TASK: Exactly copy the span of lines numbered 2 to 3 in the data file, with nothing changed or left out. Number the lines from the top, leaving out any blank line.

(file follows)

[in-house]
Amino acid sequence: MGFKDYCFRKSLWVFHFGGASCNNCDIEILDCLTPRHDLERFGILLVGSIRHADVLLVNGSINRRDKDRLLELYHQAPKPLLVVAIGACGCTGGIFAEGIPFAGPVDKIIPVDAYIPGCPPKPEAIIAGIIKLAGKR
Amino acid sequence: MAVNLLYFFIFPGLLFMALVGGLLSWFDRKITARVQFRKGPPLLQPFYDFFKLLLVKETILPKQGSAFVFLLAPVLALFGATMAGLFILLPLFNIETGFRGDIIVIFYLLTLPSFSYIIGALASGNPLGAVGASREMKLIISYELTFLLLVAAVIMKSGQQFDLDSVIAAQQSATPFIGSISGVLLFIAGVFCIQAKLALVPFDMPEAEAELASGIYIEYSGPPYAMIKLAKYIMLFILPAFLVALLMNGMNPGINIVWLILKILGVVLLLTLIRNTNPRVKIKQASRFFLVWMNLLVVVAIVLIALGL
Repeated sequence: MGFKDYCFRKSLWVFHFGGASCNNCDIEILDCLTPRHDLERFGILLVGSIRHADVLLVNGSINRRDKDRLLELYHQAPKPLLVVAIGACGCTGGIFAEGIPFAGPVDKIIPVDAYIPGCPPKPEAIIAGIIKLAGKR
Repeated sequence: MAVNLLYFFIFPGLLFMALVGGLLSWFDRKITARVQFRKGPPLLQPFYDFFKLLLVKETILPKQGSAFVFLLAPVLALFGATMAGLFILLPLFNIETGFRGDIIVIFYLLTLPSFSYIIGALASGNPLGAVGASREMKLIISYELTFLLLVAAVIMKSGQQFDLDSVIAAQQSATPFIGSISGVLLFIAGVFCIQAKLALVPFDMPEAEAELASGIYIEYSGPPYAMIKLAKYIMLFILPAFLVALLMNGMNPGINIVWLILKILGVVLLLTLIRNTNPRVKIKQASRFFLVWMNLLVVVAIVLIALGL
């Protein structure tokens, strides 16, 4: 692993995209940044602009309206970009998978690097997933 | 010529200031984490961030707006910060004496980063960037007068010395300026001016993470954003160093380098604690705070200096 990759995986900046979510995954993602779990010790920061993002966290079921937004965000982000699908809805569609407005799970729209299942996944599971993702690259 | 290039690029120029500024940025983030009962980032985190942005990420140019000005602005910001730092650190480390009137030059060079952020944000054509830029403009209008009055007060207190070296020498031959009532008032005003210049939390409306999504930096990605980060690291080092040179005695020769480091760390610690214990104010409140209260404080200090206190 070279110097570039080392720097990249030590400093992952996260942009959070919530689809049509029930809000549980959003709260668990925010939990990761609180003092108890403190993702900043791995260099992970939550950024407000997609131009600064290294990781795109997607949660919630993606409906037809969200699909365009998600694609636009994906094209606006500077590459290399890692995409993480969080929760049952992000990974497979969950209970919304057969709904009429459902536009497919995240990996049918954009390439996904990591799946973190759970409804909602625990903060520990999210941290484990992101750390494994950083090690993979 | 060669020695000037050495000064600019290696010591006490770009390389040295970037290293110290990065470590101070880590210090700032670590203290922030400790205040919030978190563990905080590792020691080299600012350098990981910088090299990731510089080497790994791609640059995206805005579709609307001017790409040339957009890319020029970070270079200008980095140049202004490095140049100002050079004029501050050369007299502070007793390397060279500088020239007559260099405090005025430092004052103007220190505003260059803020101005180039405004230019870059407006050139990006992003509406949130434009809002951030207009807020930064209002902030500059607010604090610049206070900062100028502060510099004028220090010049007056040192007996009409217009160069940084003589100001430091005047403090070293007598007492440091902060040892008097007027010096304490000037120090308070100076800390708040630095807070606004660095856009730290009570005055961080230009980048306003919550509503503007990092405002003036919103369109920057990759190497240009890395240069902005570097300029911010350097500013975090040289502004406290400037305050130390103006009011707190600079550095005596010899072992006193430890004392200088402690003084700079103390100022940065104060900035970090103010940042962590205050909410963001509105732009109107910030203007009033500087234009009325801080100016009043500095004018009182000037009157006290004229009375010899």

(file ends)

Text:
Amino acid sequence: MGFKDYCFRKSLWVFHFGGASCNNCDIEILDCLTPRHDLERFGILLVGSIRHADVLLVNGSINRRDKDRLLELYHQAPKPLLVVAIGACGCTGGIFAEGIPFAGPVDKIIPVDAYIPGCPPKPEAIIAGIIKLAGKR
Amino acid sequence: MAVNLLYFFIFPGLLFMALVGGLLSWFDRKITARVQFRKGPPLLQPFYDFFKLLLVKETILPKQGSAFVFLLAPVLALFGATMAGLFILLPLFNIETGFRGDIIVIFYLLTLPSFSYIIGALASGNPLGAVGASREMKLIISYELTFLLLVAAVIMKSGQQFDLDSVIAAQQSATPFIGSISGVLLFIAGVFCIQAKLALVPFDMPEAEAELASGIYIEYSGPPYAMIKLAKYIMLFILPAFLVALLMNGMNPGINIVWLILKILGVVLLLTLIRNTNPRVKIKQASRFFLVWMNLLVVVAIVLIALGL